December 17, 2009: Apple finally triumphs over longtime rival Microsoft … on mobile operating system market share.
Figures released by research firm Comscore show that iPhone OS (as iOS is called at the time) surpasses Windows Mobile in the United States. At the time, roughly 36 million Americans own smartphones. Of these, a quarter run Apple’s mobile operating system.
The undisputed leader at the time was Research in Motion’s BlackBerry operating system, found on 40 percent of American handsets. Apple came in second. Microsoft took third, followed by Palm, then Symbian and (in last position) Google’s Android operating system.
Mobile phones mark turning point in tech
In some ways, these adoption figures represent a turning point in tech.
At the time, Microsoft led Apple in terms of market valuation, although clearly things were changing fast. Microsoft’s Steve Ballmer laughed at the iPhone, which he slated as a non-serious competitor to Microsoft’s Windows Mobile.
By May the following year, Apple overtook Microsoft in market capitalization, surpassing the tech giant that dominated Cupertino during the previous decade. By the end of 2010, Microsoft dropped its Windows Mobile operating system in favor of Windows Phone OS.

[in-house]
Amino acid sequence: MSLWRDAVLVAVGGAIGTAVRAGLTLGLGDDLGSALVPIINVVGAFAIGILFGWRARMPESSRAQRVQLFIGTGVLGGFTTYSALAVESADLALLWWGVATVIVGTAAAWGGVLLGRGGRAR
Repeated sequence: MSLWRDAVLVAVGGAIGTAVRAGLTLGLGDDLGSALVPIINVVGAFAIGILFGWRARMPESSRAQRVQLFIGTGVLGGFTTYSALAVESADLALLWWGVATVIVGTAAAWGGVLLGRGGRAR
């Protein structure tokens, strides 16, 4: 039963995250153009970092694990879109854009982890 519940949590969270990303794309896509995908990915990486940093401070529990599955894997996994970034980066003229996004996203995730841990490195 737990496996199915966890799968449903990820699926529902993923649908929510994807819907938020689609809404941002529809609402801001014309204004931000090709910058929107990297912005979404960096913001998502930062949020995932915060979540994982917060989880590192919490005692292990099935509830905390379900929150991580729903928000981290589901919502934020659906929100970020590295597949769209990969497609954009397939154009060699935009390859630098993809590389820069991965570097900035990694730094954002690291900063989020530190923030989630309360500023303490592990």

The other rival operating systems of 2009 also sheds light on how much things changed in the years since. BlackBerry, then the industry leader, has become an afterthought. Palm OS has meanwhile been discontinued, as has Symbian. Aside from iOS, the only other mobile OS to flourish is Android.
Figures from 2018 show that current U.S. smartphone operating system adoption breaks down like this: iOS runs on 62 percent of devices, Android on 37.5 percent, and the remainder on negligible percentages under 1 percent. However, Microsoft has once again overtaken Apple in terms of market cap.
Things sure have changed in the past decade or so.
Which mobile operating system and handset were you using back in December 2009? Let us know in the comments below.